Thus, with regard to Venona and what it tells us about Soviet operations in the U.S., a knowledge of the ins and outs of the Roosevelt New Deal is often much less useful than a study of the hidden and largely forgotten history of Trotskyism. One of the most significant Soviet agents discussed in Venona was the infamous Mark Zborowski, militant and anthropologist, who infiltrated the Trotskyist movement in the late 1930s in Paris. Zborowski was involved in the murder of Trotsky’s son Lyova Sedov and other revolutionary militants whose names would doubtless mean nothing to Ms. Coulter: Andreu Nin, Hans Freund, Kurt Landau, Ignacy Porecki-Reiss, Erwin Wolf, and Rudolf Klement, as well as plots to murder the author Victor Serge and the labor leader Henk Sneevliet. Zborowski was very likely also involved in the mysterious deaths of men named Samuel Ginsberg (Walter Krivitsky) and Otto Ruhle. I emphasize my conviction that Ann Coulter does not know most of these names, although she may have heard of Krivitsky, and cannot imagine what significance they have, and would doubtless not care very much about them. They were not American patriots, believers in the Republican party, or admirers of Protestant fundamentalism. They were ultra-revolutionary activists who lived and died, often young, for an ideal today universally held in contempt – that of proletarian socialist revolution.

And yet it was the deaths of these men and others like them, including some women, that moved Whittaker Chambers to break with Stalinism, and others to fight the Soviet Union and everything it had come to represent, in conditions of danger and obscurity that Ann Coulter could never imagine.

And that is an important part of the Ann Coulter problem – for there is such a problem.

Ann Coulter has turned the struggle over historical memory about Soviet clandestine activities in the U.S. into a comic-book morality play about good Americans and bad aliens, on television programs like "Crossfire," with the assistance of equally narrow-minded individuals such as Robert Novak. In doing so, Ms. Coulter has dishonored the sacrifices of those without whom no such struggle could have taken place.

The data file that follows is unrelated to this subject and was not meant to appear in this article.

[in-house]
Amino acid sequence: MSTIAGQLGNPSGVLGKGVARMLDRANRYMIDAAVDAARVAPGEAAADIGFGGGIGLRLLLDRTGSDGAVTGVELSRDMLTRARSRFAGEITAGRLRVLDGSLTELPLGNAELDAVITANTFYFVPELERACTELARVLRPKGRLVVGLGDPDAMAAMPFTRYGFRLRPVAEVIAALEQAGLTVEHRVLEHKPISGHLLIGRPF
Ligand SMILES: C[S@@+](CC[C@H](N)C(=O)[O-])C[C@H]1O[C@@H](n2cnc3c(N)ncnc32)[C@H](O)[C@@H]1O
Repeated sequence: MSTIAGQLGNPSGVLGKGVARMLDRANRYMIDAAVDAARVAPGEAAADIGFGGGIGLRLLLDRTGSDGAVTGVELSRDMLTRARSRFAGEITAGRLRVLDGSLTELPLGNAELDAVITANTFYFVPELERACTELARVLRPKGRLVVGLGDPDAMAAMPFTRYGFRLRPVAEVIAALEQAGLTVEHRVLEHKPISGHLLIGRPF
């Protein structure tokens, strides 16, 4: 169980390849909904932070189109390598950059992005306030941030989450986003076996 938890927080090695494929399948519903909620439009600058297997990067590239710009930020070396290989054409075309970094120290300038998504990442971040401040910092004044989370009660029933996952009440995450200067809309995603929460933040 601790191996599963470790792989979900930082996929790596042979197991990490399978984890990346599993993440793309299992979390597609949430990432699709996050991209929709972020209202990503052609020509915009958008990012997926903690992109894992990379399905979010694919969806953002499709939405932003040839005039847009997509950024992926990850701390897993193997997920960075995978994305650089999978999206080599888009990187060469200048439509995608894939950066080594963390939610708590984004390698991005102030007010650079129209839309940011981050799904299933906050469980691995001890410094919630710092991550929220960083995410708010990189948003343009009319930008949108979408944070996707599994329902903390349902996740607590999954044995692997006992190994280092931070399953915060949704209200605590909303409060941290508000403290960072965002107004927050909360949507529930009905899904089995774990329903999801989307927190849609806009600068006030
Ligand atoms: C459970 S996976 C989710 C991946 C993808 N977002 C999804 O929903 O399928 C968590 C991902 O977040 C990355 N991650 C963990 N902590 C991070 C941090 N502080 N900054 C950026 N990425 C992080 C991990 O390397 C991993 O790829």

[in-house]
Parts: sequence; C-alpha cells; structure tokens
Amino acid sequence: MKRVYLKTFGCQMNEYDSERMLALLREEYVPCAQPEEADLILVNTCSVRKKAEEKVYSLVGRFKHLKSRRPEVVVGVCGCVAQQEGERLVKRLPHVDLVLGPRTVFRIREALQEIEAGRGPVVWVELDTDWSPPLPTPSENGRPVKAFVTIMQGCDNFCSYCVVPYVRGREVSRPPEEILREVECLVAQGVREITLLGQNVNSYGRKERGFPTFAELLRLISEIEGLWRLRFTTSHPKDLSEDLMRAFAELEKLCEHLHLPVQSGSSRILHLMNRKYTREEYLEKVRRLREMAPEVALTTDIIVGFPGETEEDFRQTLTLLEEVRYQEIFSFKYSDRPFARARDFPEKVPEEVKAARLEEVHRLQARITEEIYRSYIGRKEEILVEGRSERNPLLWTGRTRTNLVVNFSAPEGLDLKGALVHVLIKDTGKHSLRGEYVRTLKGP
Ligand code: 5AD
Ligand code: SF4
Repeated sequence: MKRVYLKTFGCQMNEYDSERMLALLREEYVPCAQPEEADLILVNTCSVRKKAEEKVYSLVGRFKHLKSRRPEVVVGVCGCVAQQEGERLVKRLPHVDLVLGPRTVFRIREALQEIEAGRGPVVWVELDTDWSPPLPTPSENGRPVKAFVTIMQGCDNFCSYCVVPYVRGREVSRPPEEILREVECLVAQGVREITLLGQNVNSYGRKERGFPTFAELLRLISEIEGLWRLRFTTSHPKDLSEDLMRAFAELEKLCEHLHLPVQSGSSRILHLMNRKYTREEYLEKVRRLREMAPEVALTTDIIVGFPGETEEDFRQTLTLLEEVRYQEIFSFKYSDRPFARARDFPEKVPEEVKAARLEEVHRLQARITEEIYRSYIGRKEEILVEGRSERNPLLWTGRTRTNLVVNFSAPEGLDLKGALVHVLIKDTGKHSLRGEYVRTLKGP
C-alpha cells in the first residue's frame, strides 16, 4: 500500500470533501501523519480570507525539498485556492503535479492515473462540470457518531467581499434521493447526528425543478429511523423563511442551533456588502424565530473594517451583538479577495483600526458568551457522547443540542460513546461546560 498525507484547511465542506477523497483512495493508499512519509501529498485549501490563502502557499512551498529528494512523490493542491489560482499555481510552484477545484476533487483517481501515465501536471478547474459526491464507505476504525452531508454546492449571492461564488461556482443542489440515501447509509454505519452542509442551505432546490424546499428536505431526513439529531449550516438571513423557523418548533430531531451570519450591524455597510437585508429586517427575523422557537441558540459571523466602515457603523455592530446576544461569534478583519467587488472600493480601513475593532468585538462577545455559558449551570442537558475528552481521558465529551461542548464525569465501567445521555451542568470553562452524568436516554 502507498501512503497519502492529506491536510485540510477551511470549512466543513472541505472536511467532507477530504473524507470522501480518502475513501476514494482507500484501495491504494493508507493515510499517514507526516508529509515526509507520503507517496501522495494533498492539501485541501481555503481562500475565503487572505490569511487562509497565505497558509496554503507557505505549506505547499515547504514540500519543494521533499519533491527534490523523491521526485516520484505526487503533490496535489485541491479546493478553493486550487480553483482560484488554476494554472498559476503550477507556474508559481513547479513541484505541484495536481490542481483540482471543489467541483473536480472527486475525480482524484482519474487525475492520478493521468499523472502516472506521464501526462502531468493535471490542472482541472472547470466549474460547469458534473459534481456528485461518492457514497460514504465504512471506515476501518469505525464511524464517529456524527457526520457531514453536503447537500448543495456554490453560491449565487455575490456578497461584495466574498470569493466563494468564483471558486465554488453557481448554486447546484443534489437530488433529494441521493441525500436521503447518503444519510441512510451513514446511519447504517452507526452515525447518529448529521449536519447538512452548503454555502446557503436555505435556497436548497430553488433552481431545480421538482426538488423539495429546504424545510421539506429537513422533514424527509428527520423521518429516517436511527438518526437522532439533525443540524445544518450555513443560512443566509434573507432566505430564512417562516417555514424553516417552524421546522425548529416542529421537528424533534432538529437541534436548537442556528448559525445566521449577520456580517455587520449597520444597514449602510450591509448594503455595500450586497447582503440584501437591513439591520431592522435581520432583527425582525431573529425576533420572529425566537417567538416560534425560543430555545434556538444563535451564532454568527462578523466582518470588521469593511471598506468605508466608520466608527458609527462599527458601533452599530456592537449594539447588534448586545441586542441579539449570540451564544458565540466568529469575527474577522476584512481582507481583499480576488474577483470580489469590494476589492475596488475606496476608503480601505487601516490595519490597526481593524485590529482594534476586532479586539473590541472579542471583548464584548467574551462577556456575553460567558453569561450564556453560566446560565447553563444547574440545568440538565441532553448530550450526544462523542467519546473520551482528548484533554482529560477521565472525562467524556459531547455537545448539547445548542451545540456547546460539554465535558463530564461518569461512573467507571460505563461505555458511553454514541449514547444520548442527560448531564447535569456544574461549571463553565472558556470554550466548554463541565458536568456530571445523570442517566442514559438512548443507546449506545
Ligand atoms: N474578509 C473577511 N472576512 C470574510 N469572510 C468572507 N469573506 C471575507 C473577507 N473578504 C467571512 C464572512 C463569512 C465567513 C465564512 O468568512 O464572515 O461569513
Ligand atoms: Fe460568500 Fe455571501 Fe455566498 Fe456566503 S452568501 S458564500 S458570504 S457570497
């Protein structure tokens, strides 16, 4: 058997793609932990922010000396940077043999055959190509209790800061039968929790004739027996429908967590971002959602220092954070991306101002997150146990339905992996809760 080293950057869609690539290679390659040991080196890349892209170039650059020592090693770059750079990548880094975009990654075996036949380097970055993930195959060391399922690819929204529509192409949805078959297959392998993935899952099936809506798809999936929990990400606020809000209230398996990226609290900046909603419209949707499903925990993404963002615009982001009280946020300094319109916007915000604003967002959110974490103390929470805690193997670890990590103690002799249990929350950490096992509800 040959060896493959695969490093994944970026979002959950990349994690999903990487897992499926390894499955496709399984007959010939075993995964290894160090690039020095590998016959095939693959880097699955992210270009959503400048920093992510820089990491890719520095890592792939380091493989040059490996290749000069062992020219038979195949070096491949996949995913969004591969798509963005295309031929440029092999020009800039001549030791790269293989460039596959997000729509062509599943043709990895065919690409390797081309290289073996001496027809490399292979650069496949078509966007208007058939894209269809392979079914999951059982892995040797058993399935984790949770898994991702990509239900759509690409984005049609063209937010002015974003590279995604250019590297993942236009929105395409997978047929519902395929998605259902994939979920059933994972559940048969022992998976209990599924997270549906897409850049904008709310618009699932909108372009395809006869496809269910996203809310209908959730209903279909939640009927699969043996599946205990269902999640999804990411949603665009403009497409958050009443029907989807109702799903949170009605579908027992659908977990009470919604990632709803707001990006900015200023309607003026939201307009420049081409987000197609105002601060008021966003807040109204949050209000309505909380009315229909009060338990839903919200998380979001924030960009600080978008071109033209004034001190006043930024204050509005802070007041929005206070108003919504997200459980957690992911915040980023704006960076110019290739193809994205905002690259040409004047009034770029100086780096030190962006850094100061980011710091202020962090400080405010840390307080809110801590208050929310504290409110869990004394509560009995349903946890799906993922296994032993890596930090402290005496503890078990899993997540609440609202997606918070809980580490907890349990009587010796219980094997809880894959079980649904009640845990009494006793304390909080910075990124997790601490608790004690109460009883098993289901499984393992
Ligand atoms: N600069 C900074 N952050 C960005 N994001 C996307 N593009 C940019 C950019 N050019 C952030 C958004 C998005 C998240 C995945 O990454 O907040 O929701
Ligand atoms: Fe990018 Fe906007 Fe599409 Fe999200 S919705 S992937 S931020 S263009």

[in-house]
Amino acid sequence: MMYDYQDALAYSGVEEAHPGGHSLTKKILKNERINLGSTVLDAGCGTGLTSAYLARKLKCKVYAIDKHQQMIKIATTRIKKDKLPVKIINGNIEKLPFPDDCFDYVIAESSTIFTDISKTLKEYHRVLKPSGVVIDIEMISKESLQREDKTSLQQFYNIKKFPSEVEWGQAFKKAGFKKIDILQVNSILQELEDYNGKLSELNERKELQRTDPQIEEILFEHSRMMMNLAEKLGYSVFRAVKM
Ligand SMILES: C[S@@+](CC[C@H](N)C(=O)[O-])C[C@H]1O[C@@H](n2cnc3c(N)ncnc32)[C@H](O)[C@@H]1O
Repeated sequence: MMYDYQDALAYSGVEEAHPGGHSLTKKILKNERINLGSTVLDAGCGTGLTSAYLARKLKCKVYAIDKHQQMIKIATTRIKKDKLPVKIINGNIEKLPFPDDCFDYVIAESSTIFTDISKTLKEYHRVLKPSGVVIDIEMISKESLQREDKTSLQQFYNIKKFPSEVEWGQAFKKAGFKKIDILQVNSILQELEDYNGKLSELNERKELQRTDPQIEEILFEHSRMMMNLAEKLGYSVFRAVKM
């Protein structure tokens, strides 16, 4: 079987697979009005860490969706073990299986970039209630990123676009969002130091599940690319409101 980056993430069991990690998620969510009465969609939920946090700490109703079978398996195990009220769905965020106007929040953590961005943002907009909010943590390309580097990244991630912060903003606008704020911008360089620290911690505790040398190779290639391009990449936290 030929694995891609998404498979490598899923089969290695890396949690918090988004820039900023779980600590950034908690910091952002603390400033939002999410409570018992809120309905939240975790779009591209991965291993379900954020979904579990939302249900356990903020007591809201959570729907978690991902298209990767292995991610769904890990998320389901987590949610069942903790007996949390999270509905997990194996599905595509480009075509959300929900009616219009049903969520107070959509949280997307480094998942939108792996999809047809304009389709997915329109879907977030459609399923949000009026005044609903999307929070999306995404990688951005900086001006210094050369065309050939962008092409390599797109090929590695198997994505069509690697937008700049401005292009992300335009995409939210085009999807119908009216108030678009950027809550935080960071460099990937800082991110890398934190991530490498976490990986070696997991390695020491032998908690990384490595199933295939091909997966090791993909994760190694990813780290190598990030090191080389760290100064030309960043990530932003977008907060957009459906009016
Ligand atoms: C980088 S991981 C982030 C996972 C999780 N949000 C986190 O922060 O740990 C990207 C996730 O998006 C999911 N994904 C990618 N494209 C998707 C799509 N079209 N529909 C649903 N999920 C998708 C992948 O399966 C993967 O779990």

It is not merely a matter of gross vulgarity in the attempt to rehabilitate, and transform into an American civic hero, the demagogic McCarthy, whose antics deeply undermined the combat against Stalinist influence undertaken in America by ex-Communists, social-democrats, anti-Communist labor leaders, and, yes, liberals. It is not merely a matter of, as I have been told, Ann Coulter making the grotesque mistake of defaming Walter Reuther, a tough union man who rescued one of America’s great labor organizations from Soviet control.

There is also an issue of motives here, on which I am not inclined to cede a single inch to Ann Coulter, her possible ghost-writer (because it is very difficult for me to imagine that she did all this herself), or her admirers.

Ms. Coulter was quite properly criticized a week or so ago by Ronald Radosh, a hero of our time for his exposure of the truth about the Rosenbergs – that they were fanatical Stalinists and guilty of the espionage charges brought against them. Radosh commented, to Andrew Sullivan writing in the London Times, “I am furious and upset about her book.” Radosh pointed out that Ms. Coulter has used his work, as well as that of Harvey Klehr and John Haynes, and Allen Weinstein, to distort their arguments and advance absurd, propagandistic claims.